The wings, tail surfaces, turtledeck, and fuselage were fabric covered at different times and each horizontal lower fabric covered surface required the installation of drainage grommets. They are intended to drain away any water collected by condensation or otherwise from the lowest point in the airframe. As an example, each pair of ribs in the wings has it’s own grommet on the bottom lowest portion of each rib bay. An ordinary drainage grommet is the size of a quarter with a hole in it and is glued to the fabric. Then you glue a larger diameter fabric dollie over the grommet and then take a soldering iron and burn a hole through both fabrics and through the hole of the grommet. If your going to put your aircraft on floats the Poly-Fiber Fabric Instructions advise you to use “Seaplane Grommets” which have a molded shroud that is open on one side. These are mounted so the open hole or drain port points backwards thus avoiding the collection of water during take-offs and landings.
Another item unique for seaplane operations are flying dock ropes. These ropes are usually two to three feet long and hang below the leading edge of the wing tips. They help manipulate the seaplane while docking by providing a rope to grab and pull the seaplane to the dock. I reinforced the metal wing understructure and mounted 1/4 inch eyelets for the later attachment of the flying dock ropes.
The last and perhaps most costly item needed for seaplane preparation is a “Seaplane Prop”. My 80 X 44 wood Sensenich will not survive the severe duty of water operations. Water spray is like gravel and will quickly harm the soft wood surface. My hope is to use a Catto Composite 86 X 38 climb prop that is light weight with reinforced nickel edges .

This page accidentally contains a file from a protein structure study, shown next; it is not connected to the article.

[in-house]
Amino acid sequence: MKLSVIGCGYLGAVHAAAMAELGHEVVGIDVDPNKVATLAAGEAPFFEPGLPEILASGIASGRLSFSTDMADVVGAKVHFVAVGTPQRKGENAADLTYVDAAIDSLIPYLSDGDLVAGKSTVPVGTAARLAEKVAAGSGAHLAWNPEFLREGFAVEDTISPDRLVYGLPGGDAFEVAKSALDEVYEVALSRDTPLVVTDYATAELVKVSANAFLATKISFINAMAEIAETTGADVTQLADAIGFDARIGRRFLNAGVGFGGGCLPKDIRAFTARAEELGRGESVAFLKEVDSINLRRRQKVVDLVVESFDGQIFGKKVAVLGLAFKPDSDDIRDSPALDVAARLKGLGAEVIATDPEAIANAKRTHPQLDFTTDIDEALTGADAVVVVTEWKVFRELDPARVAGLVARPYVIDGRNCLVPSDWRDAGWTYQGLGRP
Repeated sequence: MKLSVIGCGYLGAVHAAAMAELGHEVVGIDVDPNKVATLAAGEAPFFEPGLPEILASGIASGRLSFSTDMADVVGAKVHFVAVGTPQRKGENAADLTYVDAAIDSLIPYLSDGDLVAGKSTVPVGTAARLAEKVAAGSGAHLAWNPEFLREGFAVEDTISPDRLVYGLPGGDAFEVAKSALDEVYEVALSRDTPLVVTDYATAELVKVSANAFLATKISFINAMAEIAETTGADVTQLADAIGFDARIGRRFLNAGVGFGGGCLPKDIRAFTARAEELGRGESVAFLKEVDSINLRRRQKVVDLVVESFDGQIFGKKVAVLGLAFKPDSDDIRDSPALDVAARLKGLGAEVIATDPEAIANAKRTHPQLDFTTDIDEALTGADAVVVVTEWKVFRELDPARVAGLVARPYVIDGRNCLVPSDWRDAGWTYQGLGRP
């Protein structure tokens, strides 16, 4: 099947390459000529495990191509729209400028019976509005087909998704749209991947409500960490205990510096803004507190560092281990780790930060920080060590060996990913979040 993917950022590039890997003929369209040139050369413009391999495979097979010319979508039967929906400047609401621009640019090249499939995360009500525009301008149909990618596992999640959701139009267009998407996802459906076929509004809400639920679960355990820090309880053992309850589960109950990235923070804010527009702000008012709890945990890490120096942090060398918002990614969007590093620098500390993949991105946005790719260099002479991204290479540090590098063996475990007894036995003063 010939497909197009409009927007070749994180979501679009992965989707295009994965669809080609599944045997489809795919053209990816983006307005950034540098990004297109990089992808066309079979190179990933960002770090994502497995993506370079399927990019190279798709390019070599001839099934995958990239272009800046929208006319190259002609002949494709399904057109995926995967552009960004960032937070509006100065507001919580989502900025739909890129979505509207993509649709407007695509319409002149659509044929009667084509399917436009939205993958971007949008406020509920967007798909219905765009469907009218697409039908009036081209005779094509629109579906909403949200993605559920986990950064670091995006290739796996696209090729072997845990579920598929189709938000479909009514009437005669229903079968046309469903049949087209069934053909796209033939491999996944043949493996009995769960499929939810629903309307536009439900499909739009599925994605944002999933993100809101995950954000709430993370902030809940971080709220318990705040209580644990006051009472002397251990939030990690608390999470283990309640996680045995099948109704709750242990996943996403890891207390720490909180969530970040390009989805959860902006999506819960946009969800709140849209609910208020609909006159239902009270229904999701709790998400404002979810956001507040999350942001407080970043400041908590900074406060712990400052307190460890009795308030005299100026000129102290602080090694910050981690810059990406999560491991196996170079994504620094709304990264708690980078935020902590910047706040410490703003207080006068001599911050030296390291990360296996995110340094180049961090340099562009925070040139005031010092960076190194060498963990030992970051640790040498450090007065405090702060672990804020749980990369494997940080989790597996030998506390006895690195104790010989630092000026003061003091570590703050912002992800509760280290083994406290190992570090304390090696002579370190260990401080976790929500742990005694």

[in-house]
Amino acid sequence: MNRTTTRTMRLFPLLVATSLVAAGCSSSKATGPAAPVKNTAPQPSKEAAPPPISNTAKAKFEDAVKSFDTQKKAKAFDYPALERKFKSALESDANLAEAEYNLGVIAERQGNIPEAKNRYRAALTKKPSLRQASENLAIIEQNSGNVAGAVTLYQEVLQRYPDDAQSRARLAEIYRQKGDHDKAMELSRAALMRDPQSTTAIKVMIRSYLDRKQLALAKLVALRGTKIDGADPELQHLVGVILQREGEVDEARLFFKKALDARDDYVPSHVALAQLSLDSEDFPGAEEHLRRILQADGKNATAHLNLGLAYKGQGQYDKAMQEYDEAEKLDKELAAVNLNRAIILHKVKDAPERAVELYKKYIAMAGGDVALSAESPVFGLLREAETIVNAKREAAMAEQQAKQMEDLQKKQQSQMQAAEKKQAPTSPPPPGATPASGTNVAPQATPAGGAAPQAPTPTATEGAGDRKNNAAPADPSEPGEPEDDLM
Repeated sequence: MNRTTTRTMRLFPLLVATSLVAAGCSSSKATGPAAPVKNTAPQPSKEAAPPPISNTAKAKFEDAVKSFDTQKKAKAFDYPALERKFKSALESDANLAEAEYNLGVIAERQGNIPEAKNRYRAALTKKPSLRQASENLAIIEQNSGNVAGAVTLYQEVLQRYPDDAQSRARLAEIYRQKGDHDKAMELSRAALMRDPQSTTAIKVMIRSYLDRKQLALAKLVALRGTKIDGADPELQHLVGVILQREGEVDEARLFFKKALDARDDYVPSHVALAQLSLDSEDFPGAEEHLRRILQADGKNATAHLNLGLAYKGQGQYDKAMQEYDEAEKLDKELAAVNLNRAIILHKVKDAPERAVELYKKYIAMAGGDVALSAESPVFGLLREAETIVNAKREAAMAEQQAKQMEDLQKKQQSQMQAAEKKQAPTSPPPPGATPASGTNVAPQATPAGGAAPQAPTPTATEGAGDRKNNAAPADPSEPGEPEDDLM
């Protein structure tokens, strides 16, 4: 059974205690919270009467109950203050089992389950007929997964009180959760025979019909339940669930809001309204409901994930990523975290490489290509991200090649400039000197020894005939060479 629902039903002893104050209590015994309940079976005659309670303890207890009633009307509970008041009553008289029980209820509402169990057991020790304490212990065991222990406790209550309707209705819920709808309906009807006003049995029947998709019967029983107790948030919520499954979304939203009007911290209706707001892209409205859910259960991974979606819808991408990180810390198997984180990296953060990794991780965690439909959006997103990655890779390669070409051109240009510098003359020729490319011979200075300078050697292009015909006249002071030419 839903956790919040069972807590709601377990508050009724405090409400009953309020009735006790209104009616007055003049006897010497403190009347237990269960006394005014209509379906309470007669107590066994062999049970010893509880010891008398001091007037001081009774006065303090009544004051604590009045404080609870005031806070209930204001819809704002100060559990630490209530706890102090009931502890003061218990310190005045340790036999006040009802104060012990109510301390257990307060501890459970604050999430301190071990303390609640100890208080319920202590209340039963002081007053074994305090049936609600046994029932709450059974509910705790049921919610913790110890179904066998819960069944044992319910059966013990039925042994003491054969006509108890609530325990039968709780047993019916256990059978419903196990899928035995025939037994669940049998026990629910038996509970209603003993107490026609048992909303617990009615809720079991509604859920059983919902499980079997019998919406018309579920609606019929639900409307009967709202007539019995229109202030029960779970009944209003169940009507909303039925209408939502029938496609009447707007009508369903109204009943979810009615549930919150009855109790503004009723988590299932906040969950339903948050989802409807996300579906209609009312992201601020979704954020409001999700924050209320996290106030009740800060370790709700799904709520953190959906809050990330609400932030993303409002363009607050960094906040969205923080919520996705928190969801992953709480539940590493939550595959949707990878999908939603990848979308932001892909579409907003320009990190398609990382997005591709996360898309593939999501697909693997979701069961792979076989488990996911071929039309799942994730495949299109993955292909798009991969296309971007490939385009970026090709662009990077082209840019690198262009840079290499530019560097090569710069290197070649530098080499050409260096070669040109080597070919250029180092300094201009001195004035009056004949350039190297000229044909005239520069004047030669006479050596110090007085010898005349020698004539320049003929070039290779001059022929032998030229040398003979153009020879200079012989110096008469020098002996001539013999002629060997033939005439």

With the tail parts re-attached to the fuse it was time to re-check control movement of the elevators, trim tab and rudder. When this checked out, the elevators and horizontal stabilizers were removed for sandblasting and priming. A strobe light bracket from Univair was welded on the top of the rudder and later wired with a quick link harness prior to fabric cover.
The vertical stabilizer remained attached to the fuse and all the remaining tail parts were then hung from the rafters until the rest of the fuse was ready to cover.
After the tail parts were finish welded per the drawings it was time for a trial fit on the fuselage. The rear spars of the horizontal stabilizers were joined together to a rotating sleeve while the front spars were joined together into a moveable and adjustable forward stabilizer mount. This arrangement is different than the traditional jack screw found on the Super Cub. That is because the Sportsman utilizes a cockpit adjustable trim tab on the left elevator very similair to the Cessna 172. The adjustable range on the front spar provides a way to adjust the aircrafts pitch to keep the elevators centered during normal cruise flight and then use the cockpit adjustable trim tab for reducing control pressures. During test flights the pitch angle of the stabilizer was changed several times until an optimal setting was found. Future video posts will show the before and after effects of making these pitch adjustments.
The next trial fit was to attach the elevators to the rear spar hinge points and to my shock and displeasure there was a huge 1″ gap between the left and right elevator horns. These two horns should have had only 1/8″ between them to receive the upper and lower cable attach lugs. What went wrong? Did I make a mistake or were the plans incorrect? It didn’t matter – it had to be corrected and this became my first welding repair. The tubes were cut near the end by the horns. An insert tube was rosette welded between the two and a larger tube doubler was joined over the joint and finger welded over the existing tube.
Flying wires or tail brace wires were attached and a level was used to check tail alignment across the hinge lines of the left and right elevators.